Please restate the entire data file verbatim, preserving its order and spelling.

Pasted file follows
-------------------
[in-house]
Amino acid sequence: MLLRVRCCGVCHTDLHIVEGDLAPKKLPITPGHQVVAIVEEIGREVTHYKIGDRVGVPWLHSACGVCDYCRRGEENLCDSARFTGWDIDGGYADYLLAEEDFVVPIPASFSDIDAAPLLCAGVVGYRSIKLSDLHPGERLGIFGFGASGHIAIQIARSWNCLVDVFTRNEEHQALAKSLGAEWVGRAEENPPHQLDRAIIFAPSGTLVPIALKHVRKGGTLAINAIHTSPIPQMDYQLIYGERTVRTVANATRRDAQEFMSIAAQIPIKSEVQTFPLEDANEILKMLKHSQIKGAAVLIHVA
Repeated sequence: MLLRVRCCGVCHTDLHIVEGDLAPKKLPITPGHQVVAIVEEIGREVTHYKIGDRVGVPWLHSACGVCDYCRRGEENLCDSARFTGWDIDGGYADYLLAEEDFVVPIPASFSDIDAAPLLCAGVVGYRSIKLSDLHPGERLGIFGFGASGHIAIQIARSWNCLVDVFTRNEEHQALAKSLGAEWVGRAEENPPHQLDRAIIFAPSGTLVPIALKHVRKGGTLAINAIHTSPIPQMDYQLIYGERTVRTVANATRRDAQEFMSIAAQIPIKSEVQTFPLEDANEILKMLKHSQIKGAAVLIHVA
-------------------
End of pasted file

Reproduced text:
[in-house]
Amino acid sequence: MLLRVRCCGVCHTDLHIVEGDLAPKKLPITPGHQVVAIVEEIGREVTHYKIGDRVGVPWLHSACGVCDYCRRGEENLCDSARFTGWDIDGGYADYLLAEEDFVVPIPASFSDIDAAPLLCAGVVGYRSIKLSDLHPGERLGIFGFGASGHIAIQIARSWNCLVDVFTRNEEHQALAKSLGAEWVGRAEENPPHQLDRAIIFAPSGTLVPIALKHVRKGGTLAINAIHTSPIPQMDYQLIYGERTVRTVANATRRDAQEFMSIAAQIPIKSEVQTFPLEDANEILKMLKHSQIKGAAVLIHVA
Repeated sequence: MLLRVRCCGVCHTDLHIVEGDLAPKKLPITPGHQVVAIVEEIGREVTHYKIGDRVGVPWLHSACGVCDYCRRGEENLCDSARFTGWDIDGGYADYLLAEEDFVVPIPASFSDIDAAPLLCAGVVGYRSIKLSDLHPGERLGIFGFGASGHIAIQIARSWNCLVDVFTRNEEHQALAKSLGAEWVGRAEENPPHQLDRAIIFAPSGTLVPIALKHVRKGGTLAINAIHTSPIPQMDYQLIYGERTVRTVANATRRDAQEFMSIAAQIPIKSEVQTFPLEDANEILKMLKHSQIKGAAVLIHVA